Anti-Maskers and the Dangers of Collective Endorsement
Tensions surrounding the coronavirus pandemic continue to run high, especially in parts of America in which discussions over measures to control spread of the virus have become something of a political issue. Recently, some of these tensions erupted in the form of protests of “anti-maskers”: in Florida, for example, a group of such individuals marched through a Target, telling people to take off their masks, and playing the song “We’re Not Going to Take It.” Presumably the “it” that they were no longer interested in taking pertained to what they perceived to be a violation of personal liberties, as they felt as though they were being forced to wear a mask against their wills. While evidence regarding the effectiveness of masks at keeping oneself and others safe continues to grow, there nevertheless remains a vocal minority that believes otherwise.
A lot of thought has been put into the problem of why it is that people continually ignore good scientific evidence, especially when the consequences of doing so are potentially dire. There is almost certainly no singular, easy answer to the problem. However, there is one potential reason that I think is worth focusing on, namely that anti-maskers, among many others of those who reject the best available scientific evidence on a number of issues, will tend to trust sources that they find on social media instead of through more reputable outlets. For instance, one investigation of why anti-maskers hold their beliefs pointed to the effects of Facebook groups in which such beliefs are discussed and shared. Indeed, despite their efforts to contain the spread of such misinformation, anti-masker Facebook groups remain easy to find.
However, the question remains: why would anyone believe a group of random Facebook users over scientific experts? The answer to this is no doubt multifaceted as well. But one reason may come down to a matter of trust, and that the ways we determine who is trustworthy works differently online than it does in other contexts.
As frequent internet users will no doubt be familiar with already, it can often be difficult to identify trustworthy sources of information online. One reason is that the internet offers varying degrees of anonymity: the consequence is that one will potentially not have much information about the person one’s talking with, especially given the possibility that people can fabricate aspects of their identities in online environments. Furthermore, interacting with others through text boxes on a computer screen is a very different kind of interaction than one that occurs face-to-face. For instance, researchers have shown that there are different “communication cues” that we pick up on when interacting with each other, including verbal cues like tone of voice, volume of speech, and rate at which one is speaking, and visual cues like facial expressions and body language. These kinds of cues are important when we make judgments about whether we should believe what the other person is saying, and are largely absent in a lot of online communication.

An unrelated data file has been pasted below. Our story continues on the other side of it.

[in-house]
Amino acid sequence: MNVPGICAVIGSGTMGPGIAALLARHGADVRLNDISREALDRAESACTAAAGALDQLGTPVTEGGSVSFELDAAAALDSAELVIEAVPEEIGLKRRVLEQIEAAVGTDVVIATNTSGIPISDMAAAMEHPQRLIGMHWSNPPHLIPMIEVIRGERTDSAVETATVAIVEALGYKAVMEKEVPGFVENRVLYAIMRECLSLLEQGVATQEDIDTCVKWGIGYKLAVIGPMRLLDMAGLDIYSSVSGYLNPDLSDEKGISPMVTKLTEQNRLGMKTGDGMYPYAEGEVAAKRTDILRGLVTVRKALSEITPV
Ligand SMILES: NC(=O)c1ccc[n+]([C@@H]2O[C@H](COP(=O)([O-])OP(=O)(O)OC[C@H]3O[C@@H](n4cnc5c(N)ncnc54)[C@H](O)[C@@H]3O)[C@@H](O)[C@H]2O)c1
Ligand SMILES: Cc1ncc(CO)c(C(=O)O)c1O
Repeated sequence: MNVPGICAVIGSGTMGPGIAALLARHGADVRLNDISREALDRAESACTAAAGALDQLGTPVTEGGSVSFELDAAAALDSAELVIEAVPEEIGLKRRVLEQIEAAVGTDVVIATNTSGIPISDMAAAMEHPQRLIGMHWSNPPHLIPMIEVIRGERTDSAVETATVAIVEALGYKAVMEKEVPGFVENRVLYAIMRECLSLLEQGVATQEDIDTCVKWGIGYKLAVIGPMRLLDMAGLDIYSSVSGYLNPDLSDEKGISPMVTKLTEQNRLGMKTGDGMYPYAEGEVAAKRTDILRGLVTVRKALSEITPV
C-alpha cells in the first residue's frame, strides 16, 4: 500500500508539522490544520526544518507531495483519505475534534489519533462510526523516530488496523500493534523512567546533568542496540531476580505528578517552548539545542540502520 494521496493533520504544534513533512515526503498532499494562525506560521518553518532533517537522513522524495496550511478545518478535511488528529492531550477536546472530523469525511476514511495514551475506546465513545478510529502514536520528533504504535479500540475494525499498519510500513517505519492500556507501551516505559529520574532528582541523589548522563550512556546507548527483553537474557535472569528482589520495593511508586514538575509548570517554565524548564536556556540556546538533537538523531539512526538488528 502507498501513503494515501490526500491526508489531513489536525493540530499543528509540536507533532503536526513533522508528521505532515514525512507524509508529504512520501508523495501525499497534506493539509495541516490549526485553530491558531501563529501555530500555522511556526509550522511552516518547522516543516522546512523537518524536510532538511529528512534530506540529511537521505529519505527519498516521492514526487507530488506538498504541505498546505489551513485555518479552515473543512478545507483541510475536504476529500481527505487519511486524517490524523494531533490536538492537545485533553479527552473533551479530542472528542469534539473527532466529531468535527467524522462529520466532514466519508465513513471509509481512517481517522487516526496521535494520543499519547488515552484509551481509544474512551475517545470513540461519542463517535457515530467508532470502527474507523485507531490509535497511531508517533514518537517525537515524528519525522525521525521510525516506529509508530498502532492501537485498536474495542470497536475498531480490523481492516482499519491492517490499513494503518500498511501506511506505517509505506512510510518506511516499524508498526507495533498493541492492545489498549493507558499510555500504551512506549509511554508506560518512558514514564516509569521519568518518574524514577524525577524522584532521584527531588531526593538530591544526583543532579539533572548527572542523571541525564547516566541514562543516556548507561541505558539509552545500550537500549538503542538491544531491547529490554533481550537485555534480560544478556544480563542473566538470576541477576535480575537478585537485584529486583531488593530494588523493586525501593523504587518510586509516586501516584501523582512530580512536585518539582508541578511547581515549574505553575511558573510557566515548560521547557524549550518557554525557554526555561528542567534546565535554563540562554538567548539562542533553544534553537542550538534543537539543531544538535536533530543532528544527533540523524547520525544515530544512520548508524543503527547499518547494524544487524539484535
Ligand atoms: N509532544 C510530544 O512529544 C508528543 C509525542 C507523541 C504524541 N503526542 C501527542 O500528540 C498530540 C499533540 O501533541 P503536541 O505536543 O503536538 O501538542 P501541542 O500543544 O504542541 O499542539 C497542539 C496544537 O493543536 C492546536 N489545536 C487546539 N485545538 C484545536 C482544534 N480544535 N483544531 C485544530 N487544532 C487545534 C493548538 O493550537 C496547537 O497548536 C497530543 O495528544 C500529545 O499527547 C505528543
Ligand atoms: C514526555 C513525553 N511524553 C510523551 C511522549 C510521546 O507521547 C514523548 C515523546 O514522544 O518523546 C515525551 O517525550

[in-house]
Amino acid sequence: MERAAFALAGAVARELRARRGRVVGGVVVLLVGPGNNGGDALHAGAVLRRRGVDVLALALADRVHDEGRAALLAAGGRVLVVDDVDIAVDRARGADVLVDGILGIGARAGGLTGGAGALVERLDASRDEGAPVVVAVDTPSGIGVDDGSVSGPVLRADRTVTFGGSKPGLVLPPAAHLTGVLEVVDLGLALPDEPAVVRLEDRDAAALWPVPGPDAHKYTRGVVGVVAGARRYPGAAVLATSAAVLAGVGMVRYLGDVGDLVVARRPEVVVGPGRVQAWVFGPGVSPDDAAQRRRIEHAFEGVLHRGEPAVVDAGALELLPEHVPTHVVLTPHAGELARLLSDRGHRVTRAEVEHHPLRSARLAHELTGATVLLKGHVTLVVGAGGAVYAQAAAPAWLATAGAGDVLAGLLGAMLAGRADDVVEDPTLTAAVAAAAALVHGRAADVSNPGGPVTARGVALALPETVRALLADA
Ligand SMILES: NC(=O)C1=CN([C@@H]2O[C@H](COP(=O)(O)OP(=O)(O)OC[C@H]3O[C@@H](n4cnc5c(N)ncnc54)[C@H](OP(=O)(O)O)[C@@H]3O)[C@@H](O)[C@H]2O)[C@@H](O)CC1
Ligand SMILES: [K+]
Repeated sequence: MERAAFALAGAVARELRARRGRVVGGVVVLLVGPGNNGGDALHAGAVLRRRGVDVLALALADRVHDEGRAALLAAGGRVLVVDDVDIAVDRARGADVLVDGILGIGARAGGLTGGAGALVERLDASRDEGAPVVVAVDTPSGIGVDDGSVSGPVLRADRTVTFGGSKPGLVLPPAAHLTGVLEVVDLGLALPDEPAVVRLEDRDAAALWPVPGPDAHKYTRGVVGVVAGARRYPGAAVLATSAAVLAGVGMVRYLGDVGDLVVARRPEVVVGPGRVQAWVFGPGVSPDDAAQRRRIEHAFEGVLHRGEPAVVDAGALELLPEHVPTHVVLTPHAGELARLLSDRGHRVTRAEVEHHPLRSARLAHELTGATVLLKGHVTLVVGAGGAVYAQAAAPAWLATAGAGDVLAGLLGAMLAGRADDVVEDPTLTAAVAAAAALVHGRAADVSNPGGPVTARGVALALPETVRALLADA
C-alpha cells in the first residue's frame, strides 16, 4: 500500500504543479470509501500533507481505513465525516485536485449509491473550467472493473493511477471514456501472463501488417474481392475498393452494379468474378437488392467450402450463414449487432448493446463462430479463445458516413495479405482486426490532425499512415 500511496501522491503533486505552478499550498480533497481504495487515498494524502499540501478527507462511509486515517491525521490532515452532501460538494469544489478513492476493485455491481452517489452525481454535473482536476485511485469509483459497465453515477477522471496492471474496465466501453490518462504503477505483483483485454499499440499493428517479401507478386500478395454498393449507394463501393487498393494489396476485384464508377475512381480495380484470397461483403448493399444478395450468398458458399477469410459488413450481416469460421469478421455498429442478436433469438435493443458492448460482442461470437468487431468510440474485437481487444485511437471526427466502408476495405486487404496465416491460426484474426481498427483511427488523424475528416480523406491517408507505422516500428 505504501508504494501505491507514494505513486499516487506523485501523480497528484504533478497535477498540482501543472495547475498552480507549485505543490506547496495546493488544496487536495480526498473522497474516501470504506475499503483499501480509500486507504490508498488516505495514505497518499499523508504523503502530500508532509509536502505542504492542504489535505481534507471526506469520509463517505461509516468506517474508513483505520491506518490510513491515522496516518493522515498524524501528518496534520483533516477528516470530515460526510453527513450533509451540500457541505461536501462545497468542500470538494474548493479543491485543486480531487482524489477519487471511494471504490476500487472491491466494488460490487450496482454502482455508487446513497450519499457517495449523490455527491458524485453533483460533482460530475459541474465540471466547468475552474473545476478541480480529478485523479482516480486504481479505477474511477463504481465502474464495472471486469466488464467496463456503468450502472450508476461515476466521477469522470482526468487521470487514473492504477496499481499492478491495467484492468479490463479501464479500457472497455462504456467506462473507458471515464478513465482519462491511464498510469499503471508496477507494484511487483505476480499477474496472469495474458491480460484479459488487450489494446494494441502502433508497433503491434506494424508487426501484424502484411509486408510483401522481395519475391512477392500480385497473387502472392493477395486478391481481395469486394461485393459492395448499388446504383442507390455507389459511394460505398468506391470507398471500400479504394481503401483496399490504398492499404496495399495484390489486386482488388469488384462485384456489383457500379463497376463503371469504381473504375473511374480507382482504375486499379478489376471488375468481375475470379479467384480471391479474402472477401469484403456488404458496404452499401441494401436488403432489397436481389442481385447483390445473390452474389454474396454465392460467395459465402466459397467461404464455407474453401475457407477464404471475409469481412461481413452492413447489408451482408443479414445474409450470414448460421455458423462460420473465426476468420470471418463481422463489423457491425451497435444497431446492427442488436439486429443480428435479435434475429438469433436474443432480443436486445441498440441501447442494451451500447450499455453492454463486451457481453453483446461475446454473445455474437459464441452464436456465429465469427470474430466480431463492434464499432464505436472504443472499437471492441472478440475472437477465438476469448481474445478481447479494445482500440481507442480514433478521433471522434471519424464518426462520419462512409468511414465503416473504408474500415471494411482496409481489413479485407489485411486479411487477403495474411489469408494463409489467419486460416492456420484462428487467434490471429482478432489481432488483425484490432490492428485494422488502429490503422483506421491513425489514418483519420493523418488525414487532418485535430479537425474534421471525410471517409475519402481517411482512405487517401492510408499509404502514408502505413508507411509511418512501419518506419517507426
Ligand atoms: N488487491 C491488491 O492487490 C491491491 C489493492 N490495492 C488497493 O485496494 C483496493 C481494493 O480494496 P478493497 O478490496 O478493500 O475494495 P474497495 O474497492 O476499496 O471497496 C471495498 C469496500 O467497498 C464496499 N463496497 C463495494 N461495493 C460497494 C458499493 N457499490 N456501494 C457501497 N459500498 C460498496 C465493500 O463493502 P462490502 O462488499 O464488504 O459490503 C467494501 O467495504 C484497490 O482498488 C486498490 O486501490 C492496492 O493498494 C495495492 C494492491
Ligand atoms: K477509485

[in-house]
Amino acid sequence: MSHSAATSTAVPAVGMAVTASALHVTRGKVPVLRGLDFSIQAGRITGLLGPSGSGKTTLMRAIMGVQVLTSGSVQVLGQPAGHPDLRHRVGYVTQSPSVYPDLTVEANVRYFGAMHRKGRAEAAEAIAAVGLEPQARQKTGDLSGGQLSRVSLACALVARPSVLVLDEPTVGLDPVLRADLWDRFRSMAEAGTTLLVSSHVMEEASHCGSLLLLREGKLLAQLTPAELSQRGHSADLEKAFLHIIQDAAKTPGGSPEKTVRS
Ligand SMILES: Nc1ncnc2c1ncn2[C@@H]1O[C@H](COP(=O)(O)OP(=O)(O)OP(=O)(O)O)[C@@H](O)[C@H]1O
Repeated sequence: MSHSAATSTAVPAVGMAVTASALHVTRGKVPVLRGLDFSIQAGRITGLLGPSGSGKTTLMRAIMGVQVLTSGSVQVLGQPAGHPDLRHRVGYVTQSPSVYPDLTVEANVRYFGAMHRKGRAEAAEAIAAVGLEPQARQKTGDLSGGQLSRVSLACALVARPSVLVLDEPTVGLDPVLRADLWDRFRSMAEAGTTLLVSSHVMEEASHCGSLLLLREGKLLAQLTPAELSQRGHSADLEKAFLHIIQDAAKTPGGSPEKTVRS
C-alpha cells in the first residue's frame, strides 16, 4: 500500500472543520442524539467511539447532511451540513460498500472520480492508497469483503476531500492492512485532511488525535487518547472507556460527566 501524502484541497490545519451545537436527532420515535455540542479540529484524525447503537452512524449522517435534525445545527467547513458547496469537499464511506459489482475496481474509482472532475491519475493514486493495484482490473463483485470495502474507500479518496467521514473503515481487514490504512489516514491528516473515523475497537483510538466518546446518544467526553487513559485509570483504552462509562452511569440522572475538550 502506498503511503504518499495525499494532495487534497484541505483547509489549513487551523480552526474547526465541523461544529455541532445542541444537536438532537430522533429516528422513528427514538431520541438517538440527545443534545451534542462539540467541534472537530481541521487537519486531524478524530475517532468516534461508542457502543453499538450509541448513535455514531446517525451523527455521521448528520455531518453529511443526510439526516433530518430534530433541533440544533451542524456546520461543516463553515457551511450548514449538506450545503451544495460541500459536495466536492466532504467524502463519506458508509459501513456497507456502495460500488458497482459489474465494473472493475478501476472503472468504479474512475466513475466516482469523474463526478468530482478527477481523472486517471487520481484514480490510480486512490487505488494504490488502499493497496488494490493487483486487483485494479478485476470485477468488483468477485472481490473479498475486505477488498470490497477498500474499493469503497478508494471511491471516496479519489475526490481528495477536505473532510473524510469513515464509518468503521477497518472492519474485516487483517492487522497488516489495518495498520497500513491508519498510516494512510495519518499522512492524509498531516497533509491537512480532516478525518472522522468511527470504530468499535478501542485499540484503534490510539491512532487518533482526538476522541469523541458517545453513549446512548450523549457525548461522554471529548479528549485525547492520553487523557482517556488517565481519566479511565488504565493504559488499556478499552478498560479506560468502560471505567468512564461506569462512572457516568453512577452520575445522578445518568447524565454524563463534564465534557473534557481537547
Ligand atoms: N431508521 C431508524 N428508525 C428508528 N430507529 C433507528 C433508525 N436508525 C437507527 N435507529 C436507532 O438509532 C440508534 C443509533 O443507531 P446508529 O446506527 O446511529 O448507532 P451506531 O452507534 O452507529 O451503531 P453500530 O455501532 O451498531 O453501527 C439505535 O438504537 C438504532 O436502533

With less information about each other to go on when interacting online, we will then tend to look to other sources of information when determining who to trust. One thing internet users tend to appeal to is endorsement. For instance, when reading things on social media or message board sites we tend to put more trust in those posts that have the most hearts, or likes, or upvotes, etc. This is perhaps most apparent when you’re trying to decide what product to buy: we tend to gravitate towards those with not only the highest ratings, but those that have the most high ratings (something with one 5 star review doesn’t mean much, but a product with hundreds of high reviews means a lot more). The same can be the case when it comes to determining which information to believe: if your post has thousands of endorsements then I’m probably going to at least give it a look, whereas if it has very few, I’ll probably pass it by.
There is good reason to trust information that is highly endorsed. As noted above, it can be hard to determine who to trust online because it’s not clear whether someone is really who they say they are. It’s easy for me to join a Facebook group and tell everyone that I’m an epidemiologist, for example, and without having access to any more information about me you’ve got little other than my word to go on. Something that’s much harder to fake, though, is a whole bunch of likes, or hearts, or upvotes. So the thought is that if enough other people endorse something, that’s good reason to trust it. So here’s one reason why people getting their information off social media might trust that information more than that coming from the experts, namely because it is highly endorsed by many other members of their group.
At the same time, people might be more willing to believe those with whom they interact with online in virtue of the fact that they are interacting with them. For instance, when a scientific body like the CDC tells you that you should be wearing a mask, information is traveling in only one direction. When interacting with groups online, though, it can be much easier to trust those that you are interacting with, and not merely deferring to. Again, this is one of the problems raised by online communication: while there is lots of good information available, it can be easier to trust those with whom one can engage with, as opposed to just take orders from them.
Again, given that the problem is complex and multifaceted means that there will not be a one-size-fits-all solution. That said, it is worthwhile to think about how it might be possible for those with the good information to establish relationships of trust with those who need it, given the unique qualities of online environments.